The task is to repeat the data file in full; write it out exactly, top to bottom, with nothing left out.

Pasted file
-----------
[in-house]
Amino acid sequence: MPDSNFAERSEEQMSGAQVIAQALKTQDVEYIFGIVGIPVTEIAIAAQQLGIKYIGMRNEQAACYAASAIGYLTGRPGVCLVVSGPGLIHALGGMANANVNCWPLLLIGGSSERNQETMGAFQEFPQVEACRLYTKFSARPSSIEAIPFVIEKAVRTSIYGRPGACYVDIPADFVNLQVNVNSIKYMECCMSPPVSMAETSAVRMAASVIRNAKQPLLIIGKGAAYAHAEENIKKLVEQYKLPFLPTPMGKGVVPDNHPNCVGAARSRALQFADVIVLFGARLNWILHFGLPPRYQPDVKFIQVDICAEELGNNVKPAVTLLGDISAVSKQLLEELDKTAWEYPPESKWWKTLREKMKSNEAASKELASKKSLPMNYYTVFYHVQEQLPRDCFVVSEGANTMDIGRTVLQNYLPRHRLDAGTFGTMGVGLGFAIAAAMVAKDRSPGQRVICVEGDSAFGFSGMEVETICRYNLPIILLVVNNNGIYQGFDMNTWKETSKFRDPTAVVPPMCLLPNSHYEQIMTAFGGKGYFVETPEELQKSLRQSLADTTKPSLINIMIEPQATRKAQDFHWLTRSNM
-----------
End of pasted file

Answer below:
[in-house]
Amino acid sequence: MPDSNFAERSEEQMSGAQVIAQALKTQDVEYIFGIVGIPVTEIAIAAQQLGIKYIGMRNEQAACYAASAIGYLTGRPGVCLVVSGPGLIHALGGMANANVNCWPLLLIGGSSERNQETMGAFQEFPQVEACRLYTKFSARPSSIEAIPFVIEKAVRTSIYGRPGACYVDIPADFVNLQVNVNSIKYMECCMSPPVSMAETSAVRMAASVIRNAKQPLLIIGKGAAYAHAEENIKKLVEQYKLPFLPTPMGKGVVPDNHPNCVGAARSRALQFADVIVLFGARLNWILHFGLPPRYQPDVKFIQVDICAEELGNNVKPAVTLLGDISAVSKQLLEELDKTAWEYPPESKWWKTLREKMKSNEAASKELASKKSLPMNYYTVFYHVQEQLPRDCFVVSEGANTMDIGRTVLQNYLPRHRLDAGTFGTMGVGLGFAIAAAMVAKDRSPGQRVICVEGDSAFGFSGMEVETICRYNLPIILLVVNNNGIYQGFDMNTWKETSKFRDPTAVVPPMCLLPNSHYEQIMTAFGGKGYFVETPEELQKSLRQSLADTTKPSLINIMIEPQATRKAQDFHWLTRSNM